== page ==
European stock markets slide, as more jobs cut
Europe's major stock markets slid Wednesday as multinationals announced thousands of more job cuts on coronavirus fallout.
European aircraft maker Airbus late Tuesday said it planned to axe about 15,000 jobs worldwide, 11 percent of its workforce, in response to the "gravest crisis" the industry has ever seen, caused by COVID-19.
SSP, the British owner of food outlets in railway stations and airports worldwide, said Wednesday it was eyeing 5,000 UK jobs as the pandemic keeps customers away. Equities were being hit also by fears of a second virus wave and tensions between China and Hong Kong.
"For the same reason that markets didn't take much notice of backward-looking apocalyptic economic data in the spring, more positive data seen recently is also being put to one side as investors instead look ahead to a potential coronavirus second wave and tensions over Hong Kong," said AJ Bell investment director Russ Mould.
In afternoon deals, London's benchmark FTSE 100 index was down 1.1 percent. Frankfurt's DAX 30 shed 1.5 percent and the Paris CAC 40 lost 1.4 percent. Earlier, Tokyo closed down 0.8 percent after a closely watched Bank of Japan survey showed that confidence among the country's biggest manufacturers had hit its lowest level since 2009 during the global financial crisis.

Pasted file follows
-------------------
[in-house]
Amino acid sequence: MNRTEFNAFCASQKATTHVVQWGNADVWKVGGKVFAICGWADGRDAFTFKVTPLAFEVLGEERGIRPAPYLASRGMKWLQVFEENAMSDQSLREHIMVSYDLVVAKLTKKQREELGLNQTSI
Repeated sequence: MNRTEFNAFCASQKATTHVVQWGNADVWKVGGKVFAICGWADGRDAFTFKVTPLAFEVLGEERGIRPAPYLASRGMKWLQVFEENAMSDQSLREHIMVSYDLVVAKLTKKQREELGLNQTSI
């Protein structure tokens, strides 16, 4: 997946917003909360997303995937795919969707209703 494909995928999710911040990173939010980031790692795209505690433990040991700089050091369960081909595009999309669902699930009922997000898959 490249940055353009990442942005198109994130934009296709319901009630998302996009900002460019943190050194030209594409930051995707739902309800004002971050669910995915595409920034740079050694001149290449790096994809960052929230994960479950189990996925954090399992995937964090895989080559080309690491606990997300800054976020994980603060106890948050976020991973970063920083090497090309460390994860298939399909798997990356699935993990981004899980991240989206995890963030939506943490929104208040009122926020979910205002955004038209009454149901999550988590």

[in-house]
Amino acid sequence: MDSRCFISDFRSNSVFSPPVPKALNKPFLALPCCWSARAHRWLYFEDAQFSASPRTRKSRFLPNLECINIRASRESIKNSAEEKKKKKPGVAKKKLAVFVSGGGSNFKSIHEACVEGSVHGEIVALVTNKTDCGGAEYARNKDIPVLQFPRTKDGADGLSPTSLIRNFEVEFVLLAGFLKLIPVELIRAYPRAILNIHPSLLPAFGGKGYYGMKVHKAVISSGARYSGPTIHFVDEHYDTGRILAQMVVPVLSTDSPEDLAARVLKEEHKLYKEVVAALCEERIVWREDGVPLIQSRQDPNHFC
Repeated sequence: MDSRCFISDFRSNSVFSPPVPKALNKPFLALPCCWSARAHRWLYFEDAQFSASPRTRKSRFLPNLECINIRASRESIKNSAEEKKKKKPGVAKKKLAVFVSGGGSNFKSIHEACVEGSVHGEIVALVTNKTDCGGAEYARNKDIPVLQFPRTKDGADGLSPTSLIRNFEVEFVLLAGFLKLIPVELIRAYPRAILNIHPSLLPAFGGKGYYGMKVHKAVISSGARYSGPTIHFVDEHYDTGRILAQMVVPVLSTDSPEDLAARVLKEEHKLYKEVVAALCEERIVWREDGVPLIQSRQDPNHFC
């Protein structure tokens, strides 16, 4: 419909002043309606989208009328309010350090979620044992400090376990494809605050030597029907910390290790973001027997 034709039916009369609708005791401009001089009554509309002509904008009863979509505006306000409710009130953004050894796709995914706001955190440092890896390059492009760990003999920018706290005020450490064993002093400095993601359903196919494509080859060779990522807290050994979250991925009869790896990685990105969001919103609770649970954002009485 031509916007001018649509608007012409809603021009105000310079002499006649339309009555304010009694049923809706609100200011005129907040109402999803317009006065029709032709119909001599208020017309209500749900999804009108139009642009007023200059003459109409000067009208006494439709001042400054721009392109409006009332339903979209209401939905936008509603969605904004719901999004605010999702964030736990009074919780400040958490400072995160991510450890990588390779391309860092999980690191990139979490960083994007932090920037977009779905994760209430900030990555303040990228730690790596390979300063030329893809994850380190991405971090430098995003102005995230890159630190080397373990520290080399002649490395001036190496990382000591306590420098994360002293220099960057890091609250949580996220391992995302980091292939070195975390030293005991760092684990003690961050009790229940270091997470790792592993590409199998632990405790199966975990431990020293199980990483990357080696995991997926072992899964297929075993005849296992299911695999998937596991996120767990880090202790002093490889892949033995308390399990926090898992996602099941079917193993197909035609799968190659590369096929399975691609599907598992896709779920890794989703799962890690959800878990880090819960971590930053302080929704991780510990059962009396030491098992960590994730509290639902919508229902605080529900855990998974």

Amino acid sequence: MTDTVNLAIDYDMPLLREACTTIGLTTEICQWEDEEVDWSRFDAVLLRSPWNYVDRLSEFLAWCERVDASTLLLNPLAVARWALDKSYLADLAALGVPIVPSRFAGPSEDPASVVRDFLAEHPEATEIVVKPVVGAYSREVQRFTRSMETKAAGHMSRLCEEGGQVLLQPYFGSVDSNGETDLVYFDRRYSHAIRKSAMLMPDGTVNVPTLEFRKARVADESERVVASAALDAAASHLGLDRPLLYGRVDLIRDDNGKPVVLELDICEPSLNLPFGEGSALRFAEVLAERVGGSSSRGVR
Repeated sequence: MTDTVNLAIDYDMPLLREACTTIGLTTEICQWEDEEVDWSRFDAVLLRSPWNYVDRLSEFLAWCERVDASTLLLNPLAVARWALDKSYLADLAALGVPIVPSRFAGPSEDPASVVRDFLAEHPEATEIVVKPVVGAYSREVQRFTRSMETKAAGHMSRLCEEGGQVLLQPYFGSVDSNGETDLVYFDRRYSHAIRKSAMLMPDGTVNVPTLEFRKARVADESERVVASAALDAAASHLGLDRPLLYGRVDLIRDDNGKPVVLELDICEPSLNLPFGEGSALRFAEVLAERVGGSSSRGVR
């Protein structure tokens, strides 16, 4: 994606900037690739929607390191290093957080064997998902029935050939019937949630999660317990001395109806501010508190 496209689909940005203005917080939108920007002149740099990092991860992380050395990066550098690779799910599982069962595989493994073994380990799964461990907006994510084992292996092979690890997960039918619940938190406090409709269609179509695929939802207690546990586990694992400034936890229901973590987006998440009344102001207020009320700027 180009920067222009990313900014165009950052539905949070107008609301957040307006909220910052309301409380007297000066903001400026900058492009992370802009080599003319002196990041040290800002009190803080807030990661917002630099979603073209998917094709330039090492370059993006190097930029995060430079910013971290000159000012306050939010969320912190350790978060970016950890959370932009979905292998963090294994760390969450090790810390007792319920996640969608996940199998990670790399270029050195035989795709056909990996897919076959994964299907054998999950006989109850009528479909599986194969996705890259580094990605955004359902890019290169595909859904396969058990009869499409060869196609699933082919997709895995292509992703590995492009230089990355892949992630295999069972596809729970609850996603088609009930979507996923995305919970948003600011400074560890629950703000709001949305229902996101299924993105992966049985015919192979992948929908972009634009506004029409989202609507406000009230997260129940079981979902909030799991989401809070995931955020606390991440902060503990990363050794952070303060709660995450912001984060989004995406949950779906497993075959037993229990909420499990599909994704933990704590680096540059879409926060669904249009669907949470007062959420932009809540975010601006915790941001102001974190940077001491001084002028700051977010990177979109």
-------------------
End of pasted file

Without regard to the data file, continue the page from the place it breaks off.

But Shanghai won 1.4 percent with investors taking heart from the easing of reimposed lockdowns in China. Hong Kong was closed for a holiday, though investors were keeping tabs on the city on the anniversary of its handover to China and after Beijing imposed a sweeping security law to prevent further unrest in the financial hub.
Elsewhere Wednesday, oil prices jumped around two percent as investors cheered news that Saudi exports had tumbled in June, indicating it was sticking to a massive output agreement with other major producers including Russia.
It shipped 5.7 million barrels a day last month, compared with 6.2 million in May, a drop equivalent to seven full supertankers over the month. Wall Street stock markets meanwhile capped an extremely strong quarter on a positive note Tuesday, again ending decisively higher and shrugging off new of a resurgence in US coronavirus cases.
The S&P 500, the broadest of the three major US indices, surged 20 percent for the quarter, the biggest such gain since 1998. World stock markets shot higher generally in the second quarter as investors bet on a quick economic recovery, after the coronavirus pandemic caused indices to plunge in the first three months of the year.